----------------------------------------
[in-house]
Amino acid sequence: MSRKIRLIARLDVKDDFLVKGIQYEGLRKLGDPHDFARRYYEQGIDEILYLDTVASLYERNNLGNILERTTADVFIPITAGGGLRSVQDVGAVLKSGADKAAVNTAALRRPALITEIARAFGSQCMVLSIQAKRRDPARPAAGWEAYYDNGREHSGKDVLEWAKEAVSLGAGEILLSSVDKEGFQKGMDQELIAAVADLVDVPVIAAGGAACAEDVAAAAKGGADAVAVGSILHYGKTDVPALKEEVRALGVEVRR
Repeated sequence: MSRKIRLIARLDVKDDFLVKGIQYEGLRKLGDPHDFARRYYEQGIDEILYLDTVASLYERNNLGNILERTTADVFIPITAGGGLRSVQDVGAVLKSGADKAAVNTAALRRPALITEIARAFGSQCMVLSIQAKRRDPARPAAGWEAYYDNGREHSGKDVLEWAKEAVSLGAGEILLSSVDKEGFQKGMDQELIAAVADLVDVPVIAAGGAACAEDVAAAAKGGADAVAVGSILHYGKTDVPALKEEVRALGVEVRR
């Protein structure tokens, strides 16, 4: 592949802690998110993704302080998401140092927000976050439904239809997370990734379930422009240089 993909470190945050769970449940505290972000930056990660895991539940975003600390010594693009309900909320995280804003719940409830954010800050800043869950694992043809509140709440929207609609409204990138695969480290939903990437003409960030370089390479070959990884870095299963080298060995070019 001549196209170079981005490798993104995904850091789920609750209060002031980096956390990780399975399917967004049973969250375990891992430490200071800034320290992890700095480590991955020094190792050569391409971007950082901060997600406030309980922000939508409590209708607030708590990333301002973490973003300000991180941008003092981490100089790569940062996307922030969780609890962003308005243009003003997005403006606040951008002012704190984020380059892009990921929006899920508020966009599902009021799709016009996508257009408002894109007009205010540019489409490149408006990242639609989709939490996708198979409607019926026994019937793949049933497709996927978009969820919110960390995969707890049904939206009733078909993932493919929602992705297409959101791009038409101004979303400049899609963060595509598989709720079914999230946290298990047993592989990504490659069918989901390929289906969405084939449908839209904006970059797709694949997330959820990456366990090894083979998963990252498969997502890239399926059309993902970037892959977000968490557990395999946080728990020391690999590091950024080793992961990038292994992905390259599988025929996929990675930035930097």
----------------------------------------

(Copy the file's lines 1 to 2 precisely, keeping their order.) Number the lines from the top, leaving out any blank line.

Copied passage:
[in-house]
Amino acid sequence: MSRKIRLIARLDVKDDFLVKGIQYEGLRKLGDPHDFARRYYEQGIDEILYLDTVASLYERNNLGNILERTTADVFIPITAGGGLRSVQDVGAVLKSGADKAAVNTAALRRPALITEIARAFGSQCMVLSIQAKRRDPARPAAGWEAYYDNGREHSGKDVLEWAKEAVSLGAGEILLSSVDKEGFQKGMDQELIAAVADLVDVPVIAAGGAACAEDVAAAAKGGADAVAVGSILHYGKTDVPALKEEVRALGVEVRR